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## • At t = 1 : ℑ (ρ)

• At t = 1 : ℑ (ρ) = 1 ⇒ u = ± √ 1 + v 2 and t = ± √ 1 + v 2 + iv ℜ (ρ) = −2uv = ∓v √ 1 + v 2 . To get descent for v → +∞ choose C3 using u = + √ 1 + v 2 , 0 ≤ v ≤ vmax ρ = it 2 �√ �2 � = i 1 + v2 + iv = i 1 + 2iv √ 1 + v2 � = i − 2v √ 1 + v2 • Connecting path C2: t = vmax (1 + i) + u, 0 ≤ u ≤ umax ≡ � 1 + v 2 max − vmax Evaluate integrals C2 : t2 = (vmax + u) 2 − v2 max + 2ivmax (vmax + u) � e C2 ixt2 � umax dt = e 0 i(vmax+u)2−v2 max −2xvmax(vmax+u) e du → 0 x → ∞ C1 : � C1 e ixt2 � ∞ dt = (1 + i) e 0 −2xu2 du = (1 + i) 1 � � π 1 π π = ei 4 2 2x 2 x This is the same result as the leading-order result obtained with method of stationary phase C3 : � C3 e ixt2 � ∞ dt = − 0 e ix−2xv√1+v2 � v √ 1 + v2 � + i dv where the minus sign reflects that C3 starts at infinity rather than 0. To use Watson’s lemma to get the full asymptotic expansion we want to have Instead of using v go back to t. We had therefore � C3 2v √ 1 + v 2 = s it 2 = i − 2v √ 1 + v 2 s = i − it 2 dt = e ixt2 dt = −e ix � ∞ ix i = −e 2 ix i = −e 2 0 t = (1 + is) 1 2 i 2 (1 + is) 1 2 e −xs ∞� � ∞ n=0 0 ds i 2 (1 + is) 1 2 ds e −xs (−is) n Γ � n + 1 2 ∞� (−i) n Γ � n + 1 � 2 n!Γ � � 1 2 n=0 66 � n!Γ � � ds 1 2 Γ (n + 1) x n+1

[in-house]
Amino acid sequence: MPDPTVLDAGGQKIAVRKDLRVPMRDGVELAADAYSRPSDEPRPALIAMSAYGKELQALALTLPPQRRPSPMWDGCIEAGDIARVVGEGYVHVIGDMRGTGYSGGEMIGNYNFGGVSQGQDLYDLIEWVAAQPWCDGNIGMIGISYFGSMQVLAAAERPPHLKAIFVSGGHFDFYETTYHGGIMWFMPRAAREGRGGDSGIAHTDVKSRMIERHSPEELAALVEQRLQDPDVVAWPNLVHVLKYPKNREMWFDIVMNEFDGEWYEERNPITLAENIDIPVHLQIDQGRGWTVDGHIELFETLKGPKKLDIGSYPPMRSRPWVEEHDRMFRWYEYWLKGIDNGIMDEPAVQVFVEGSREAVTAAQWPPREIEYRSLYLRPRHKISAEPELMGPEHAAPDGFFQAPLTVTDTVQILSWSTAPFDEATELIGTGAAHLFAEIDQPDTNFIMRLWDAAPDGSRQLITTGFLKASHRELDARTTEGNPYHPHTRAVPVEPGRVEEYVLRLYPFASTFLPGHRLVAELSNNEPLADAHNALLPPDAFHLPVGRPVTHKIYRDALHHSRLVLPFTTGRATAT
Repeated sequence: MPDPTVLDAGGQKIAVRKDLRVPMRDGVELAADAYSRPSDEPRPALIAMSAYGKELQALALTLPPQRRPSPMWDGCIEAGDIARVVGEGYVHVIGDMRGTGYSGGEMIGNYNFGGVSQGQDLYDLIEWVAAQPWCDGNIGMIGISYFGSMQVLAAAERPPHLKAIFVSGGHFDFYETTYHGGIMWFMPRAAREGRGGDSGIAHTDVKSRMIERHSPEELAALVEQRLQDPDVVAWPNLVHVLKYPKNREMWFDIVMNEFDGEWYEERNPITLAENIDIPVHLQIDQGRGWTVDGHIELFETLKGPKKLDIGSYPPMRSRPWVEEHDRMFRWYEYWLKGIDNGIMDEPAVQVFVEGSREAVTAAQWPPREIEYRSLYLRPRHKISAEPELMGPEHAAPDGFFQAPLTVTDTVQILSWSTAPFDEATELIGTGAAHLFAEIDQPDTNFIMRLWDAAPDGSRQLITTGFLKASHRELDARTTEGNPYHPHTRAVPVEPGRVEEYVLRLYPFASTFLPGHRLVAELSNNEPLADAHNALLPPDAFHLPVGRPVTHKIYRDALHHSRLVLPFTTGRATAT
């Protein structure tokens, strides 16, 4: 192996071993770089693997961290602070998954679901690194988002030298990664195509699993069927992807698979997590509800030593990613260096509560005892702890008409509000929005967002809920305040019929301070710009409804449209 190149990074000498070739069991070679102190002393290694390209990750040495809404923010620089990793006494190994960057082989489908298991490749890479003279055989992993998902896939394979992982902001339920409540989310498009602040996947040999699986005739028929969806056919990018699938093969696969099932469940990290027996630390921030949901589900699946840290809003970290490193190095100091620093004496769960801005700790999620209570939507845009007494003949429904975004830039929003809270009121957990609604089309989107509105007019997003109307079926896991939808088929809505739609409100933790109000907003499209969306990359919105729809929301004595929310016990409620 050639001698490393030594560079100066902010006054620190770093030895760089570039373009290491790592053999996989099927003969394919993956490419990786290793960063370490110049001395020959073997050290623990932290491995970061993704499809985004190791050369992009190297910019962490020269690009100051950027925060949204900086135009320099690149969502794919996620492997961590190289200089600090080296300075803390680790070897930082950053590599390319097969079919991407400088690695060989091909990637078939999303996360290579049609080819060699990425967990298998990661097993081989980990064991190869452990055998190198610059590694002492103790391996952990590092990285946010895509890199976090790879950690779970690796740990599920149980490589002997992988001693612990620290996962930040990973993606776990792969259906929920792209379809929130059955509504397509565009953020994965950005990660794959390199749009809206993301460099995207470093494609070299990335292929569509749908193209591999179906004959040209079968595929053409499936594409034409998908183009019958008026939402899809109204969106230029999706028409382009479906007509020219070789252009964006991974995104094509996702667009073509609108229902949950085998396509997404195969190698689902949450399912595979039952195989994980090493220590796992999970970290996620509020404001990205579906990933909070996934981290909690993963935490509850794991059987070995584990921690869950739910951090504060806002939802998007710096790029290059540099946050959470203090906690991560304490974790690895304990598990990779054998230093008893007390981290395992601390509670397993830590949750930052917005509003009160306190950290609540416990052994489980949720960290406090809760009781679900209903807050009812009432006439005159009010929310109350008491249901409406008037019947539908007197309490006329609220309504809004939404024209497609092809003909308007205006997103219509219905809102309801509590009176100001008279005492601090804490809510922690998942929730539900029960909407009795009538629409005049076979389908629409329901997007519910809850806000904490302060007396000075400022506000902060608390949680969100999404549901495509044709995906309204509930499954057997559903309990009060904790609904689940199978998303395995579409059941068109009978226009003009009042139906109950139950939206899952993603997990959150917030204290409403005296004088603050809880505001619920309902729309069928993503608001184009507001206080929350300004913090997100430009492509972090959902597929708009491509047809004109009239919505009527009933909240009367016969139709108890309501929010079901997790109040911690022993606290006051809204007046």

using the series expansion from the binomial theorem (22). Thus, we have Note: � ∞ 0 e ixt2 dt = 1 2 � π π ix i ei 4 − e x 2 ∞� (−i) n Γ � n + 1 � 2 Γ � 1 � 1 x 2 n+1 • since the integrand is analytic everywhere the return contour can also be deformed away from the steepest-descent contout C3 without affecting the value of the integral. This can be exploited to make the integration simpler. • The integral over the deformed contour has to be amenable to an asymptotic method like Laplace’s method. Deform the steepest-descent contour C3 into a contour C4 that simplifies the calculation C4 : t = 1 + iv, 0 ≤ v ≤ vm with an arbitrary contour from tm = 1 + ivm to contour C3. � C3 e ixt2 � dt = C4 e ixt2 dt ∼ i � ǫ 0 n=0 e ix(1+iv)2 dv = i � ǫ 0 e ix(1−v2 )−2xv dv since for v > ǫ the contributions to the integral are exponentially small it is sufficient to integrate only over the interval [0, ǫ]. Using Laplace’s method and extending the integration again to ∞ one gets (cf. treatment of higher order-terms in φ in Sec. 2.3.3) � C4 e ixt2 dt = ie ix Compare with the result using C3: (2n!) 1 = n!22n n! 2n 2 since Γ (x) = (x − 1)Γ(x − 1). = ie ix = ie ix 2n − 1 2n − 2 2 2 ∞� � ǫ n=0 ∞� n=0 ∞� n=0 0 1 n! . . . 2 1 2 2 1 n! (−ix)n v 2n e −2xv dv (−ix) n (2x) 2n+1 (−i) n (2n!) n! 2 2n+1 Thus, both contours give exactly the same result. Note: � ∞ 0 1 xn+1 2n − 1 2n − 3 = 2 2 u 2n e −u du x → ∞ . . . 3 1 2 2 = Γ � n + 1 � 2 Γ � � 1 • the path of steepest descend avoids the oscillations in the integral and therefore allows Laplace’s method; but any other path that allows Laplace’s method works as well. A path that is tangential to the contour with constant ψ will have only slow oscillations near the saddle, which can be captured as higher-order corrections. 67 2

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